Government consultation outcome reveals divide in views on Standard Essential Patents and innovation

United Kingdom

The Intellectual Property Office (IPO) has published its consultation outcome on Standard Essential Patents (SEPs) and Innovation. The government, believing that SEPs and associated standards are of growing importance to the UK becoming a science and technology superpower, was interested to understand whether government intervention is required in this area. In particular, the consultation sought views as to whether the SEP ecosystem is functioning efficiently, effectively and in a balanced way.

The issues addressed in the consultation included areas such as competition and market functionality, transparency, FRAND licensing and SEP litigation. However, there was little agreement between respondents and the wide division in views between SEP holders and implementers is clear to see:

  • On competition within the industry:

    • Responses from SEP holders: implementers derive too much power from the ability to “hold-out” or delay entering into FRAND licences.

    • Responses from implementers: SEP holders use the threat of injunctions to coerce implementers to accept non-FRAND licences (so called “hold-up”).

  • On the variation of FRAND rates for different licensees:

    • Responses from SEP holders: different rates for different licensees can still be FRAND and the Supreme Court in Unwired Planet confirms this.

    • Responses from implementers: the argument that differences in value of end-product technology justifies differences in FRAND rates is flawed.

  • On emerging technologies:

    • Responses from SEP holders: the current FRAND ecosystem works well for encouraging innovation, with SEP licensing facilitating technology take-up.

    • Responses from implementers: the current FRAND ecosystem negatively affects emerging technologies due to bad faith in negotiations, court decisions favourable to SEP holders and a lack of transparency.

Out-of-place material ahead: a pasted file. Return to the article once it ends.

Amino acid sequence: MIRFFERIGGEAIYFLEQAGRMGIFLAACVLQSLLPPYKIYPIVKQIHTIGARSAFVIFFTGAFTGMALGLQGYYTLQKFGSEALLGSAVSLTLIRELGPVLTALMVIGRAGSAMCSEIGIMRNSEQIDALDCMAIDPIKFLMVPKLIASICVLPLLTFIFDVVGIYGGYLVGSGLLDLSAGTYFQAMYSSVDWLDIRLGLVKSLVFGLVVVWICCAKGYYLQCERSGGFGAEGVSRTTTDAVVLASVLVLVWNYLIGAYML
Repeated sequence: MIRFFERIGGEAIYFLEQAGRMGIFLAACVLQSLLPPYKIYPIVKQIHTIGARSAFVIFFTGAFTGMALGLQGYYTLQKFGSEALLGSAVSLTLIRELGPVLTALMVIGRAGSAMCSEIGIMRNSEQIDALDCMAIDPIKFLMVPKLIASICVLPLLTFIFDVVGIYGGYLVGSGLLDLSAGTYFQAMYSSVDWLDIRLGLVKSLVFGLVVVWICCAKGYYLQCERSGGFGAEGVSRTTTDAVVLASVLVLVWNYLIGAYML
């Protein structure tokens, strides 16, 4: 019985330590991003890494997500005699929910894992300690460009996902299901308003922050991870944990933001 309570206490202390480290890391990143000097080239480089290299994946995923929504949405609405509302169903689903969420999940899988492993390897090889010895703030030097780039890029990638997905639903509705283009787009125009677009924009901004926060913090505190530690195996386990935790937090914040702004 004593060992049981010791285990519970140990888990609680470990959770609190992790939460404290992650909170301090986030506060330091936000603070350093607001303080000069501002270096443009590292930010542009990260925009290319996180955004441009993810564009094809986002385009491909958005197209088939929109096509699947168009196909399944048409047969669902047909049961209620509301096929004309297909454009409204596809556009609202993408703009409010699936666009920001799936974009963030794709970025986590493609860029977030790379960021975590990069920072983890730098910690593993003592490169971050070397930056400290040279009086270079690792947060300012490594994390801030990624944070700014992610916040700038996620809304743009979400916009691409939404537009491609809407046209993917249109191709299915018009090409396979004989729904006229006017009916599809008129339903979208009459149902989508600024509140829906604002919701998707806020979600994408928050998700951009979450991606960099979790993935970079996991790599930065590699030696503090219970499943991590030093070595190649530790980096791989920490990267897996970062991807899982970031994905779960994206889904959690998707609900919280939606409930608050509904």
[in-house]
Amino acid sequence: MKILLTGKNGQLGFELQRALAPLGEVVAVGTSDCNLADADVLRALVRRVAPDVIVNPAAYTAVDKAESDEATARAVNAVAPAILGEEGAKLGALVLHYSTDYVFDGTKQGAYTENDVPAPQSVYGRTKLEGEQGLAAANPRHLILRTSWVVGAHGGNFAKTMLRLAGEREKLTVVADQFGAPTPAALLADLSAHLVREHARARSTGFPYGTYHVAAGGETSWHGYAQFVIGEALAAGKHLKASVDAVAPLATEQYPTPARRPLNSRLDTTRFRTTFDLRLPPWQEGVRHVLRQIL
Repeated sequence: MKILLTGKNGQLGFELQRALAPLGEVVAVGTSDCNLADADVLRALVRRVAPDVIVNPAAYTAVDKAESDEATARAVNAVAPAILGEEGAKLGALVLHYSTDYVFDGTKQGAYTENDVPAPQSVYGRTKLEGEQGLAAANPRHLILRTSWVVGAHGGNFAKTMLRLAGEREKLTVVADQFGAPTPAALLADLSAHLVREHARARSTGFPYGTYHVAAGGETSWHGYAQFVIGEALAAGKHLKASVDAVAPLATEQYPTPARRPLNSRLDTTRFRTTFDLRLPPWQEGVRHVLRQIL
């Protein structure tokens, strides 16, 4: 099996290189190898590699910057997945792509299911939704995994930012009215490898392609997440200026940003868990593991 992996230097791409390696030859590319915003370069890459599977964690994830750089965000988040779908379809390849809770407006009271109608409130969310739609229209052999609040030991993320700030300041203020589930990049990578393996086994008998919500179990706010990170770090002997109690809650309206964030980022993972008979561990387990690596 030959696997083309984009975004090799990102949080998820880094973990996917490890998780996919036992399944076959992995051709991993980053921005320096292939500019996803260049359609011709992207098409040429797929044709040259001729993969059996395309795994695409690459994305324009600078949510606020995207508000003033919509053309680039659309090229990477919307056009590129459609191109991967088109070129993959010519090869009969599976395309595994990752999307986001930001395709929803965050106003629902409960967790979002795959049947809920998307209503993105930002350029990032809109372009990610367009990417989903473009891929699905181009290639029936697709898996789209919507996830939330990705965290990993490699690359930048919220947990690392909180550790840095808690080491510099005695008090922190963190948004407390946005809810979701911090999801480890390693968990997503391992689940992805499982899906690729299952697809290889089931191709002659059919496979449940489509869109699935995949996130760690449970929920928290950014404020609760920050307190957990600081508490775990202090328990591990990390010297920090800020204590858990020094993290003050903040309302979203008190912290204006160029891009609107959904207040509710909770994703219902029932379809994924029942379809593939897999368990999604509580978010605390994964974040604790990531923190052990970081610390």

• On the availability of injunctions:

    • Responses from SEP holders: injunction availability should be no different from other patent cases – they should be available.

    • Responses from implementers: because of the threat of coercion from SEP holders, injunctions should not be available or only available in rare circumstances.

  • On the global FRAND terms UK courts can set:

    • Responses from SEP holders: such a mechanism is far more efficient than pursuing litigation in multiple jurisdictions and reflects market practice of using global licences.

    • Responses from implementers: national courts overreach their judicial powers by determining global licensing terms and such a framework encourages forum shopping.

Respondents also put forward numerous ideas for improvements to the current framework designed to benefit consumers, innovation and competition, including potential roles for Standard Development Organisations, patent pools and the UK government. It remains to be seen whether the UK government will adopt any of these recommendations or other arguments put forward in the consultation response.

Overall, the IPO’s frustration with the consultation response as a whole is apparent, with it noting that there was “little consensus on the nature, extent, causes, and impact of problems… with SEP holders and implementers often advancing opposing arguments in response to the questions posed” and “little consensus on the need for government to intervene”. The IPO has allowed itself a further period to reflect on the various proposals and arguments put forward, with it due to report its finding to UK ministers in 2023. No doubt an area to watch in the coming months, with any major policy interventions likely to also be subject to consultation.